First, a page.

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Author Topic: Implementing Visual Battle Damage  (Read 1335 times)
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malistaticy
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    « on: February 21, 2020, 10:03:56 PM »


    Hello, after my Battle Damage Meta Knight, I've had a couple people from the Custom Brawl Modding discord ask how I did it. the process is relatively simple, but does require a decent understanding of Brawl's fighter files, so I'll also go over tons of absolute-beginner basic stuff that other tutorials already cover.

    If you dont need to go over model editing or using 3ds max, you can skip to Part II where I talk specifically about model visibility and PSA stuff. If I accidentally miss something important, I'll have some more specific and indepth tutorials at the end that you can supplement.

    My Meta Knight mod touches all the fighter file types, that being the FitFighter, costumes, and the MotionEtc, but for this we'll only modify the FitFighter and costumes.

    Tools:
    BrawlCrate
    3ds Max
    PSA Compressor

    We're going to use Captain Falcon. Feel free to follow along, so you can have a better understanding of the process.
    We'll have his visor crack at 100%, and break off completely at 200%. Luckily, part of the work is already partially done for us because (like Meta Knight) he was initially planned to have a battle damage system, and his textures have an alternate version with some wear, and his face is actually partially modeled under the visor where it was meant to break.

    Part 1: 3ds Max and BrawlCrate Edits
    We'll start by getting Falcon into 3ds Max for some model edits. Right click the MDL0 in BrawlCrate and press export. Choose a path and set it to export as a .dae file.
    Right click the BRES Texture Data holder and press Export All, and export as png. Place them alongside your .dae.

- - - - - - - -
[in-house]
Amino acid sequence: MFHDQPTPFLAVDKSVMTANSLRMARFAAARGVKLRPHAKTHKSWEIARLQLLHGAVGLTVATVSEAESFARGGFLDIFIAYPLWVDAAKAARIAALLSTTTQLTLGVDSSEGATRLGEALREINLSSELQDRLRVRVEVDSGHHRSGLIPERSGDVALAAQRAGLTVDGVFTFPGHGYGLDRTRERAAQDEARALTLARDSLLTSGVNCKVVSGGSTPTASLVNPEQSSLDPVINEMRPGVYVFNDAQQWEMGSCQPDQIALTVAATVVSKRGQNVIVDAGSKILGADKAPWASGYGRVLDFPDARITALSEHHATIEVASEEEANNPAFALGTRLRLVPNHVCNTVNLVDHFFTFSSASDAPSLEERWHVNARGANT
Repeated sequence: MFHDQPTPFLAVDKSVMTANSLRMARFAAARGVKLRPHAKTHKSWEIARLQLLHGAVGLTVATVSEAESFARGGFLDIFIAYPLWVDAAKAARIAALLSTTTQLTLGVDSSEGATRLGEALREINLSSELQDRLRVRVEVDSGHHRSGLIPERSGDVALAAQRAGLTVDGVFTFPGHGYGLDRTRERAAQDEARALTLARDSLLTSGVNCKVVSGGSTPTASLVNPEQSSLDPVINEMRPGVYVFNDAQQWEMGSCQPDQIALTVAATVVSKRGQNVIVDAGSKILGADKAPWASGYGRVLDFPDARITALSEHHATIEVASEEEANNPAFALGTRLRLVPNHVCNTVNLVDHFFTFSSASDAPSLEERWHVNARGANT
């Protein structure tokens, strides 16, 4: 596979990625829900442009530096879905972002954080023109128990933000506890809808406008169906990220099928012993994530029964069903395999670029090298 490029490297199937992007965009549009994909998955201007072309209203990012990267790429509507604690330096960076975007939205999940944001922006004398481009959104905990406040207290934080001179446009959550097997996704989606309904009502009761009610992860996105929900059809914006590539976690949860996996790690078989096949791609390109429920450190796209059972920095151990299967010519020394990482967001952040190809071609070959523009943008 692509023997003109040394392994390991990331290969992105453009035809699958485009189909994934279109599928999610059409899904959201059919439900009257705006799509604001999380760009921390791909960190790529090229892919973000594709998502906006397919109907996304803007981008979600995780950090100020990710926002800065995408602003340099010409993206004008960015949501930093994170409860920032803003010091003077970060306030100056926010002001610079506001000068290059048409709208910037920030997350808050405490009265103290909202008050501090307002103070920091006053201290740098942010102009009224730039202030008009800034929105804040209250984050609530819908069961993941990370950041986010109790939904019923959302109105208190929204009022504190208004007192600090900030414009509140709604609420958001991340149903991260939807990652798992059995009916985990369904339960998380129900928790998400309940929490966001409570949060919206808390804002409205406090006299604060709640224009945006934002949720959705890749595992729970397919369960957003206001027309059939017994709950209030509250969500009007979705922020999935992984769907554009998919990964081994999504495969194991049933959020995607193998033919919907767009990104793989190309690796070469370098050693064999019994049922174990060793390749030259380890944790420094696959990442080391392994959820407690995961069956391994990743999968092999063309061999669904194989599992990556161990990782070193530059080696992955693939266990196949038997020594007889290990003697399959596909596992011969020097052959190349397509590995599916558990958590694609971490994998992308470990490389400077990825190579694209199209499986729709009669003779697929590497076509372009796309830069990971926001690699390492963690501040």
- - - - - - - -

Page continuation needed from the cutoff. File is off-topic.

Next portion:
In 3ds, import with these settings.
    It should look something like this.

    Now, to start with, Falcon has 3 eye models that shine through his visor. we cant see them, so we'll hide everything except them for now. (press the lightbulb icon beside each of the object names you dont need)
    We're going to separate all 3 into a left eye and a right eye, giving us 6 total models. This is going to be useful for hiding just one eye later on. There are a few ways to do this, but this time we'll just select the 3 objects, and add an Edit Mesh modifier.
    Select all 3 faces of one of the eyes, and then press Detach on the rollout. Type whatever you want for the name when it asks.
    Rename the results to something memorable. Go ahead and rename the original eye models if you want.
    Now, for each of the original eye objects, we're gonna want to get rid of the old skin modifier because generally editing objects that are already skinned is a bad idea. Right click the top of the modifier stack and then press Collapse All. Alternatively you can just delete the skin modifier before you even separate them, but I forgot to and dont want to retake screenshots. Cool
    Next, as I mentioned, I want the visor to crack for the first stage. We'll right-click the visor object and press clone, making sure the box that opens is set to Copy.
    Now we'll copy the original material the visor uses, and edit that copy to use my new texture.

    Open the Material Editor, and select the visor using the eyedropper tool to grab the material. Then press Make Material Copy and put in a new name in the text box.